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Dernière mise à jour : Mai 2018

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Nutrition, pathology, reproduction and productivity of the dairy cow

INRA Prod. Anim., 2 (3), 171 - 188.

J.B. COULON, E. LANDAIS*, J.P. GAREL**

INRA Laboratoire de la Lactation, Theix 63122 Saint-Genès-Champanelle

* INRA Unité de Recherches sur les Systèmes Agraires et Développement, Route de St-Cyr, 78000 Versailles
** INRA Domaine de La Borie, 15190 Marcenat

Abstract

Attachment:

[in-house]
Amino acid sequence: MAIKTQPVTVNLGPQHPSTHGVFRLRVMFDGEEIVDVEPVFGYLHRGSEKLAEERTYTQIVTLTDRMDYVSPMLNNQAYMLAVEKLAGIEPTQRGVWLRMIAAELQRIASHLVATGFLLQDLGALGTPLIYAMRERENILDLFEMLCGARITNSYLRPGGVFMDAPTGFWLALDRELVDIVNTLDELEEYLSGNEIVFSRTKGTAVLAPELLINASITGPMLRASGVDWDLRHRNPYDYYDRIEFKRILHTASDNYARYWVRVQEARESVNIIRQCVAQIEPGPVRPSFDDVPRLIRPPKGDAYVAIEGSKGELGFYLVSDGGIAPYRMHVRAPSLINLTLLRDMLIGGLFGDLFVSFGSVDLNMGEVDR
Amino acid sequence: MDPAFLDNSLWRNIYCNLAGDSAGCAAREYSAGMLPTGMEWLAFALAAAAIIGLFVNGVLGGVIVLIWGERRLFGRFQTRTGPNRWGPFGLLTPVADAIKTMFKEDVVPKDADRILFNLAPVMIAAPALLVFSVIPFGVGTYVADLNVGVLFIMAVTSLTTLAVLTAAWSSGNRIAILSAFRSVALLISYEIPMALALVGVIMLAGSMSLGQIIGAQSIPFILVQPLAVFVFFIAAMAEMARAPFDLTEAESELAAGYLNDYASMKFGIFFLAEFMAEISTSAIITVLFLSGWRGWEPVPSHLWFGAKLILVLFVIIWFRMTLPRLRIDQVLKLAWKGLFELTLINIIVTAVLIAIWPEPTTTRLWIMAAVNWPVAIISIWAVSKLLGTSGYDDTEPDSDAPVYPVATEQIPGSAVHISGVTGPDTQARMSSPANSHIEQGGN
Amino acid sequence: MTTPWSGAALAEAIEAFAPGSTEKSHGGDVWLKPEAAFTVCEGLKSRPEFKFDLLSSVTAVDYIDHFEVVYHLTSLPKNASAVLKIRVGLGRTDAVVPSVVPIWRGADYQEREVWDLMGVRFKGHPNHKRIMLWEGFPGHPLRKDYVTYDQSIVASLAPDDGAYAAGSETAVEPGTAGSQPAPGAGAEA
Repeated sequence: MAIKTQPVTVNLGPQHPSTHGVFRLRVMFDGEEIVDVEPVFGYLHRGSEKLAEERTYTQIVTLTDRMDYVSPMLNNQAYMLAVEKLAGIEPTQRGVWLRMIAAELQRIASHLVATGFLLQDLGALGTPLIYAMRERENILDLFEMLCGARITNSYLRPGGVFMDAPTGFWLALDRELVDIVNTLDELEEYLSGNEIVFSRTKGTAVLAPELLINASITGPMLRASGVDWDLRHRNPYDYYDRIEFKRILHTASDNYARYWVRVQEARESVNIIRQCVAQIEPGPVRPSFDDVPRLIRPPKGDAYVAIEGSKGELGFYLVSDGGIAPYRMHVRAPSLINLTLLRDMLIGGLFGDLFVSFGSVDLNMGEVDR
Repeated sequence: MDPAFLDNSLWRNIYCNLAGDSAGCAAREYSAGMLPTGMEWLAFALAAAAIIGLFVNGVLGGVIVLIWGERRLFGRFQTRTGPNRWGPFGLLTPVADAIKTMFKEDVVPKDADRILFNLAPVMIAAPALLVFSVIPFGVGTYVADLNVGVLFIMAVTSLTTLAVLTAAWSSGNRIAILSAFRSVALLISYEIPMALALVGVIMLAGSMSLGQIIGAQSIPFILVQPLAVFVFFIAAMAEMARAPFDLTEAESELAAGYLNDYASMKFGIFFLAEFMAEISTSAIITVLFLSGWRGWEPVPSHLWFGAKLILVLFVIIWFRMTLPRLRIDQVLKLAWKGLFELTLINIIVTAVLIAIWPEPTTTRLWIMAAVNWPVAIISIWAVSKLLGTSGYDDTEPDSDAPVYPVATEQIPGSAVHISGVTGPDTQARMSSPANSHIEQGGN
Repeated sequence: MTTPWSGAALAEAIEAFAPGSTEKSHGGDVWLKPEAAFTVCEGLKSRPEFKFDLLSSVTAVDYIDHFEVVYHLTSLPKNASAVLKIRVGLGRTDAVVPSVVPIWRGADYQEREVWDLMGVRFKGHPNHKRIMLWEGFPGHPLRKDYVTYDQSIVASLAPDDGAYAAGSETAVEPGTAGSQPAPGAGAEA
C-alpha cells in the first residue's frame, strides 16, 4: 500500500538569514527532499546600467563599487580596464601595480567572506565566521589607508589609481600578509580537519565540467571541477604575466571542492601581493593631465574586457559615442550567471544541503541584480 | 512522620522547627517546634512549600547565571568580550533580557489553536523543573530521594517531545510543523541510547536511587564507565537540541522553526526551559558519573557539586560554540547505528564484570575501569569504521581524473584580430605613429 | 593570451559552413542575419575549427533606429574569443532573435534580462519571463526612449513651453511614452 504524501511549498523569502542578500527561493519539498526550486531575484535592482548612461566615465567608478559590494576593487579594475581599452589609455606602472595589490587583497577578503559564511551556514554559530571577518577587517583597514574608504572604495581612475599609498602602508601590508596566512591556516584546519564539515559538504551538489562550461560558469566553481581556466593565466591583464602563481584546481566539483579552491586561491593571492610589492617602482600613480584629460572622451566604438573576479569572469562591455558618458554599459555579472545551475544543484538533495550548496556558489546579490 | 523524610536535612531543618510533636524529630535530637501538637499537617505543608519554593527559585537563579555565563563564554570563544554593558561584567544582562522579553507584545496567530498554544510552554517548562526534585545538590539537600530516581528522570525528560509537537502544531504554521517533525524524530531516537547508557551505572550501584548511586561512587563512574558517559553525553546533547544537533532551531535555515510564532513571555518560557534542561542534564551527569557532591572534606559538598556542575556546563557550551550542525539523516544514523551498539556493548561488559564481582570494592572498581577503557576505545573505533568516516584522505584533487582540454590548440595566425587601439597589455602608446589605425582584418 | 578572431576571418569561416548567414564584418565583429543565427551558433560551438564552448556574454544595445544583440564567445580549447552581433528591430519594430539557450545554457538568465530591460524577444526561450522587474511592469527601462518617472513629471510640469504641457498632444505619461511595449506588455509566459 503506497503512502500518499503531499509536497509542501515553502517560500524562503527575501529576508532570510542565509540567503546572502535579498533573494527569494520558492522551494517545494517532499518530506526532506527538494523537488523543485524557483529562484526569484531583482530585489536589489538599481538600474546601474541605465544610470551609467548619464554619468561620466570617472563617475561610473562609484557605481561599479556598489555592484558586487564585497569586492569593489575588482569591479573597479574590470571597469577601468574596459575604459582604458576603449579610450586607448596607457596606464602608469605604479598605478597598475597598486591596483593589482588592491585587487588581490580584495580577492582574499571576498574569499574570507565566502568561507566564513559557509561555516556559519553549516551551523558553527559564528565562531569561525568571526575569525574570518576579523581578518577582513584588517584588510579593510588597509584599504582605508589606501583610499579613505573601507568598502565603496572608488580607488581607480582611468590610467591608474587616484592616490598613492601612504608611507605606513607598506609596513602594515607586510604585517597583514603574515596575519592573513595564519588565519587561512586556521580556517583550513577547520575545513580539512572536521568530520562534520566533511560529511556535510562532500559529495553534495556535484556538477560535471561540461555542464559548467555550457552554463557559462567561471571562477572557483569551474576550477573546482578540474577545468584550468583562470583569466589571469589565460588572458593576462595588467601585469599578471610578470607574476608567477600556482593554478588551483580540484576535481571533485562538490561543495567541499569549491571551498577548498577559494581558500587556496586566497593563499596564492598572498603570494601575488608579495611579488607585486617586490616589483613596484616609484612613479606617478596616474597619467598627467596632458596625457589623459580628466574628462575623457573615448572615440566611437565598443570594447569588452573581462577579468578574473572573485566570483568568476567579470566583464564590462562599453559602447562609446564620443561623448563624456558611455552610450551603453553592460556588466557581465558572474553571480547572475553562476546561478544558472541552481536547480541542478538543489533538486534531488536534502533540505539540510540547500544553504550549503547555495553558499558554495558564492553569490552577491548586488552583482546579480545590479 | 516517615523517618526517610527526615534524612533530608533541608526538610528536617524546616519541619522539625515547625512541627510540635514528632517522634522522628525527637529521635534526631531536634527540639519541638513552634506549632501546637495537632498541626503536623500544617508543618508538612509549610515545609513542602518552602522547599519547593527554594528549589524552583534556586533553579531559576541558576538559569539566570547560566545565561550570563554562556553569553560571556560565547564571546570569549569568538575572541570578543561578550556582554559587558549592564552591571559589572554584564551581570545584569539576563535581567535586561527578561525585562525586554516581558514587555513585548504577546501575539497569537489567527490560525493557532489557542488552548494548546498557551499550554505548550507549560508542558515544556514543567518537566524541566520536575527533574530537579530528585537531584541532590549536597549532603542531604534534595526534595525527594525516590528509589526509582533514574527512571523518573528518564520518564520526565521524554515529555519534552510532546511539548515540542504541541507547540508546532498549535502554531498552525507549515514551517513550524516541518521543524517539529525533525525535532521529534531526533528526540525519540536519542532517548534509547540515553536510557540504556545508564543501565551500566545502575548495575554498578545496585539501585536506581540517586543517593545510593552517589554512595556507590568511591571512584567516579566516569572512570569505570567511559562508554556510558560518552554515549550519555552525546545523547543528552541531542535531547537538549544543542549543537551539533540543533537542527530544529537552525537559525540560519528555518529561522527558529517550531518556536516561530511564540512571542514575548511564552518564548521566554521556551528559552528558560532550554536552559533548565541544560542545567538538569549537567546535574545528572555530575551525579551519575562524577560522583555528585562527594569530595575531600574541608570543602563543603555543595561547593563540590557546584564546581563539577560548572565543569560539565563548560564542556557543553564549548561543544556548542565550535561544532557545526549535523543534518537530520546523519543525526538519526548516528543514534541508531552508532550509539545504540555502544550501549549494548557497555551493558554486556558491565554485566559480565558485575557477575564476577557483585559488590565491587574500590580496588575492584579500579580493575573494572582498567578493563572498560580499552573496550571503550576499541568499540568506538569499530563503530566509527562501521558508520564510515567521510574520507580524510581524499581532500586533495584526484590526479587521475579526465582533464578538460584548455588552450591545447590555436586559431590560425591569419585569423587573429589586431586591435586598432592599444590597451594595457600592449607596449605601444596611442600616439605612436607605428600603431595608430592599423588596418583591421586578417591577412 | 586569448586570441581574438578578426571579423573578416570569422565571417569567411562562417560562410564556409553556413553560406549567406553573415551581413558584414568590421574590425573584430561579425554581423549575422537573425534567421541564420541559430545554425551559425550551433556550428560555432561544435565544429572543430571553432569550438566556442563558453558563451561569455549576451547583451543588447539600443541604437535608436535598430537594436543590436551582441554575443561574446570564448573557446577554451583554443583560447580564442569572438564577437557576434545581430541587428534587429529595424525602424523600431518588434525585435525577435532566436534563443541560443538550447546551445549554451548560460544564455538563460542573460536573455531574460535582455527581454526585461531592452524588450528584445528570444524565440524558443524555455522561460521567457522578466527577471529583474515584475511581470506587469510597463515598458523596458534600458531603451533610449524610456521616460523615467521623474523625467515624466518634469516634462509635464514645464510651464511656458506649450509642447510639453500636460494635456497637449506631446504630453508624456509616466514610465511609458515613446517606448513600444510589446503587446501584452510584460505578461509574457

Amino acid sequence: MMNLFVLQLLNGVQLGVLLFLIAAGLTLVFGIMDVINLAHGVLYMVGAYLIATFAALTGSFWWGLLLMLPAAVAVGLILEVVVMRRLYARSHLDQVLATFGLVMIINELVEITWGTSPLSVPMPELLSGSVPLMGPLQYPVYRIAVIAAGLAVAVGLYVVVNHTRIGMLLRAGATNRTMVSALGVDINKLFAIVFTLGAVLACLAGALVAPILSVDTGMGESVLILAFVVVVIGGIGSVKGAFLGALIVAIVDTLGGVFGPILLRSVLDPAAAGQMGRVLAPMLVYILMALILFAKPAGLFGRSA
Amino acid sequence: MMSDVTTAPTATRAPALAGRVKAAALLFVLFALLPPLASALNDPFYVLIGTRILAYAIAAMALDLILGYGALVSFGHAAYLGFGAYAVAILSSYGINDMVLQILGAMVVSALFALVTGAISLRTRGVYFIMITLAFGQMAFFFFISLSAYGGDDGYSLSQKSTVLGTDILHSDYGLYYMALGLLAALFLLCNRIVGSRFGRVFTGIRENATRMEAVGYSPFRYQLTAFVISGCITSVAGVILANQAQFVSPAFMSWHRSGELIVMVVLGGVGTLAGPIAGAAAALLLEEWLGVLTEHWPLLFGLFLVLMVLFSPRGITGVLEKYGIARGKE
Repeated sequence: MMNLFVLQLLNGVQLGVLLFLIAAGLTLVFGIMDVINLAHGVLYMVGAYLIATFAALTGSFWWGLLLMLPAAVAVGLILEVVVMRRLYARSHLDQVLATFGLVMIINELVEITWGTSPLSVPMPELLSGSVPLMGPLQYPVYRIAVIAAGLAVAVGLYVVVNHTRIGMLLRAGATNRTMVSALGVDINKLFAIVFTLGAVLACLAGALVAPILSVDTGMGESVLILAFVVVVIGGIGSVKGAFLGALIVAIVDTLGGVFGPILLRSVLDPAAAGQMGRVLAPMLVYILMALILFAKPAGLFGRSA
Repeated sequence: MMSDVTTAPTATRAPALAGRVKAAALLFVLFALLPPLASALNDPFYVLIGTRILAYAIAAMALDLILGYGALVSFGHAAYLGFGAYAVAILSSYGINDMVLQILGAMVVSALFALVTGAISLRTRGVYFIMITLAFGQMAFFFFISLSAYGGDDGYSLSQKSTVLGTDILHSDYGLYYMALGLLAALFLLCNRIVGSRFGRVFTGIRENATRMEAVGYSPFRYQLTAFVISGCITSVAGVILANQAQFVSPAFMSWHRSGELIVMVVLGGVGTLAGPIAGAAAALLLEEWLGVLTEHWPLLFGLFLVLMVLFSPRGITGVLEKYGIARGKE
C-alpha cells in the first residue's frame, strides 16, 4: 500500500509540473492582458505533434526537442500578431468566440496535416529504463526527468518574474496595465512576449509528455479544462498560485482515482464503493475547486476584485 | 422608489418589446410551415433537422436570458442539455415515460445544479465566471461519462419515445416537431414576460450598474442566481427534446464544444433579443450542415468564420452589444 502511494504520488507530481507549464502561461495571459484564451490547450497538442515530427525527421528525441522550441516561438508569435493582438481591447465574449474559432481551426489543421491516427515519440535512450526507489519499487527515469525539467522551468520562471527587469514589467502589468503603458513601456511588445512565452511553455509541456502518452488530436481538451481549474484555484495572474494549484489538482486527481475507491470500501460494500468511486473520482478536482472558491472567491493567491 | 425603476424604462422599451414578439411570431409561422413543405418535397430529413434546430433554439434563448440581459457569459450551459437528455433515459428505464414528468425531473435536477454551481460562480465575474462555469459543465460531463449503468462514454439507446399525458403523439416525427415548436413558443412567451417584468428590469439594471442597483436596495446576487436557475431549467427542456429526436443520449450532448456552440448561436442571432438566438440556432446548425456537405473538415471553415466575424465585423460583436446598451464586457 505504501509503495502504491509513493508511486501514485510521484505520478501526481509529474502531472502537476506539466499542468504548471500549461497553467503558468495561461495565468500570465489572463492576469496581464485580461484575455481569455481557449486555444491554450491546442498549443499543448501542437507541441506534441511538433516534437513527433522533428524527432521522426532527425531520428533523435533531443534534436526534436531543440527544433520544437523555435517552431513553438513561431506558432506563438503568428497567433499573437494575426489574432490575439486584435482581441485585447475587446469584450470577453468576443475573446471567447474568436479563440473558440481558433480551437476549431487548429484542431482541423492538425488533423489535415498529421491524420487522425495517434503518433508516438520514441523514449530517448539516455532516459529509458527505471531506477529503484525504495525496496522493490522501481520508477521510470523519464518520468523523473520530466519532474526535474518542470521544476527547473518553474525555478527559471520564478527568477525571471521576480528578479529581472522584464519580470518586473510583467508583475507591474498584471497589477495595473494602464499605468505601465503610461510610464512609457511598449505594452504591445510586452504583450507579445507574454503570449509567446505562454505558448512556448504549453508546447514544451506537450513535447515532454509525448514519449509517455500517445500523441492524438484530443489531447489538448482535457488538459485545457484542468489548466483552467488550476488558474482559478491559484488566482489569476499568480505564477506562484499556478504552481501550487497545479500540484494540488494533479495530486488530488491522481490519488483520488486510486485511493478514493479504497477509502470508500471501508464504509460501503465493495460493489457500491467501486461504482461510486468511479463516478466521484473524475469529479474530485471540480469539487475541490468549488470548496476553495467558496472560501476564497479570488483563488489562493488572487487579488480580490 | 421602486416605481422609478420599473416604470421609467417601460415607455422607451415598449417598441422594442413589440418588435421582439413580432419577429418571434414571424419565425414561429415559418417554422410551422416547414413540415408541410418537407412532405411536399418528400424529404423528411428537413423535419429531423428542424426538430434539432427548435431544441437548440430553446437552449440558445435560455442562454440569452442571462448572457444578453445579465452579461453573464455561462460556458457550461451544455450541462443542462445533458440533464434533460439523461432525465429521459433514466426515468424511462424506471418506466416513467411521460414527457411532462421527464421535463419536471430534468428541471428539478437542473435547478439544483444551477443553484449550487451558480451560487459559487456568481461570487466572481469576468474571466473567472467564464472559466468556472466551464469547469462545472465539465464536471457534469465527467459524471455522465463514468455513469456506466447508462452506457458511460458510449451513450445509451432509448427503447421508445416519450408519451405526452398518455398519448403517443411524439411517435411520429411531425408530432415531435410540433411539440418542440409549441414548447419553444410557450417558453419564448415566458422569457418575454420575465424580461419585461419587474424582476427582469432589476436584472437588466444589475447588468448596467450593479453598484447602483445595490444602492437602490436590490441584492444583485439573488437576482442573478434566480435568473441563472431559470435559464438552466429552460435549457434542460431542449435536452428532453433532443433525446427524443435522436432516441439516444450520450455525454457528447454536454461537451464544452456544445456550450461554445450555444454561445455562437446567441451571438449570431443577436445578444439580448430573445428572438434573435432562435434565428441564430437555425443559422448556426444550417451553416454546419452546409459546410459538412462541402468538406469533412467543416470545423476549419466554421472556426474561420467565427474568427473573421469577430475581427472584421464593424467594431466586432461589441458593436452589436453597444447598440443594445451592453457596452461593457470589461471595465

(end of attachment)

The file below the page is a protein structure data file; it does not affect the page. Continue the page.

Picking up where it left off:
The objective of this study was to determine the effect of disease on milk production and their relationships with milking characteristics and milking career. This work was carried out at the same time as a feed trial (comparison of feed based on hay or silage with two different amounts of concentrate) which lasted 6 years and concerned 487 lactations of 190 "Pie-Noire" and "Montbéliarde" cows. During the 487 lactations, 595 health problems were observed, which concerned 59 % of these lactations, at an average rate of 2.1 per lactation. Lameness and mastitis represented 52 and 24 %, respectively, of all infections. 47 % of mastitis occured during the first two months of lactation, whereas the frequency of lameness increased throughout winter to reach a maximum when the animals were turned out to pasture. In the short term (5 weeks), the greatest loss in production was caused by winter mastitis (24 kg) and particularly lameness arising from animals being turned out to pasture (56 kg). Throughout the milk producing period it is repeated bouts of lameness which cause the greatest loss in milk production  : 640 kg of milk for cows having had 3 lamenesses or more as opposed to 20 kg for those having had only one lameness and 160 kg for those with one or several mastitis infections. Repeated lameness was 3 times greater in "Pie-Noire" cows than in "Montbéliardes" and 4 times more frequent in cows having received winter feed based on silage than those receiving hay based feed. Four main classes of milk production can be distinguished based on the amount of milk produced, animal health, their reproduction and finally, their culling. The differences in milk production between the 4 groups reached 1 800 kg of milk per lactation. Cows receiving grass silage feed with a small amount of concentrate had a shorter milking career than those on other types of feed (2.5 as compared to 3.2 - 3.5 lactations). Cows with serious health problems (multiple lameness) in their first lactation had a much shorter milking career (1.1 lactation) than cows that were healthy in their first lactation. On average, milk production and live weight increased, respectively, 622 and 51 kg, between the first and the third lactation. This increase in milk production was greater in cows receiving winter fodder based on hay (high or low amount of concentrate) or based on grass silage with a high amount of concentrate (+ 752 kg) than those being fed on rations of grass silage with a low amount of concentrate (+ 359 kg). Over 3 lactations, the greatest difference in milk production between the groups (hay + high amount of concentrate, silage + low amount of concentrate) reached 2 770 kg thus a difference of 26 %. These findings demonstrate that certain conclusions based on results obtained during winter or from lactation must be reconsidered.

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